Antibiotics Can Help AAV Patients on Rituxan Lower Risk of Severe Infections, Study Finds
Treatment with a common antibiotic reduces the risk of life-threatening infections in ANCA-associated vasculitis patients being given Rituxan (rituximab) for their condition, a study conducted in the U.K. and Austria reports.
This finding supports the use of the antibiotic trimethoprim-sulfamethoxazole in routine clinical practice for these patients.
The study, “Trimethoprim–sulfamethoxazole prophylaxis prevents severe/life-threatening infections following rituximab in antineutrophil cytoplasm antibody-associated vasculitis” was published in the journal Annals of Rheumatic Diseases.
While the prognosis for ANCA-associated vasculitis (AAV) patients has improved, these people are often exposed to serious complications, either as a consequence of the disease itself or as side effects of medicines, particularly immune suppressors.
Severe infections are among the most worrying complications. Around 48 percent of deaths in the first year of treating this disease are caused by infections, which remain among the three leading causes of death thereafter.
A likelihood of infections increases when the immune system is depressed, and AAV patients taking medicines that suppress the immune system — such as cyclophosphamide and Rituxan – are particularly at risk.
In fact, several studies have warned of multiple life-threatening infections (bacterial, fungal, and viral) following Rituxan treatment. But no clinical recommendations have been issued about the use of prophylactic — preventive — treatments to avoid severe infections in these patients.
For patients receiving cyclophosphamide, the European League Against Rheumatism/European Renal Association – European Dialysis and Transplant Association (EULAR/ERA-EDTA) recommends prophylaxis with an antibiotic. But little is known about infections in AAV patients treated with Rituxan.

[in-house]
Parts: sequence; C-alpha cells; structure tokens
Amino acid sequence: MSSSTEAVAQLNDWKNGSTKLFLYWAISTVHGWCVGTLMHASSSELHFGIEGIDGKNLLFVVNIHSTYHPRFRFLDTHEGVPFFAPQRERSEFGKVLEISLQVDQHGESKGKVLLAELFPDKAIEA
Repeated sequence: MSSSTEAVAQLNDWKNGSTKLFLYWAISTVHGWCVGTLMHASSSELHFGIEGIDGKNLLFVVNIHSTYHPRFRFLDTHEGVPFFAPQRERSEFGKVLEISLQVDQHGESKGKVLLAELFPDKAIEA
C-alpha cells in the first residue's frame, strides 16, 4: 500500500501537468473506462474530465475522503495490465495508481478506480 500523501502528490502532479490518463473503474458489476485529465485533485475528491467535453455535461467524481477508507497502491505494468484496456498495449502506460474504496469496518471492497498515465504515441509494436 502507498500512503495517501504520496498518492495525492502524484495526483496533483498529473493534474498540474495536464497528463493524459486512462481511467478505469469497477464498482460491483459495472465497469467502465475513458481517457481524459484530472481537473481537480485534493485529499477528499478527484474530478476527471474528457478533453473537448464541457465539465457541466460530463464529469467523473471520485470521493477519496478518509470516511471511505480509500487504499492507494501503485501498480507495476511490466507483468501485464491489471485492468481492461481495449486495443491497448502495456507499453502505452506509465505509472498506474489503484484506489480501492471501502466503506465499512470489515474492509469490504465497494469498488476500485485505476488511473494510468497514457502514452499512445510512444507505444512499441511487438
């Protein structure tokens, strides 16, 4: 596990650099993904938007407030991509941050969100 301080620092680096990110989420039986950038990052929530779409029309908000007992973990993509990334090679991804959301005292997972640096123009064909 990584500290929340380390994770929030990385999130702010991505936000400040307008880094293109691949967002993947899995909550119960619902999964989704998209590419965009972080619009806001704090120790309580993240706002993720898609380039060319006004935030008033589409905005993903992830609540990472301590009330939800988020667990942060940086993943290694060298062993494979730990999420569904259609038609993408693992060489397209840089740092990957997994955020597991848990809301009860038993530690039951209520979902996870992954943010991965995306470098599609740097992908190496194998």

Researchers investigated the frequency of severe or life-threatening infections in AAV 192 patients who had been treated with Rituxan. All were referred to either Addenbrooke’s Hospital (Cambridge, U.K.) or the Medical University Innsbruck (Austria) between 2004 and 2014.
Follow-up began at the time of Rituxan administration and continued for two years. Overall, 95 severe infections were recorded in 49 patients (25.52%).
In fact, those given the antibiotic — commonly used to treat several bacterial infections, including respiratory tract infections — had a 70% lower chance of developing severe infections.
Use of trimethoprim-sulfamethoxazole also significantly reduced the time to first significant infection.
Patients with signs of vasculitis in their bronchi or with chronic obstructive pulmonary disease (COPD) were two and six times more likely of getting a serious infection, respectively.
Other significant risk factors were prior treatment with the immunotherapy Lemtrada (alemtuzumab) and, to a lesser extent, patient age.
Respiratory tract infections were the leading cause of severe infections (63 cases), followed by infections of the urinary tract (12 cases), and gastrointestinal tract (8 cases).
The risk of respiratory infections was significantly higher in patients with bronchi involvement, severe bronchiectasis, high neutrophil blood counts, or who were taking Rituxan due to disease relapse.
But those receiving Rituxan after failing to respond to prior treatment (refractory) had a lower frequency of severe infections.
“We found severe infections occurring in approximately one quarter of patients in a 2-year observation period after rituximab therapy” the researchers wrote.
“There was a reduction of severe infections when trimethoprim–sulfamethoxazole prophylaxis was used,” they added, concluding that “while these results require confirmation, they support routine use of trimethoprim–sulfamethoxazole in rituximab-treated patients.”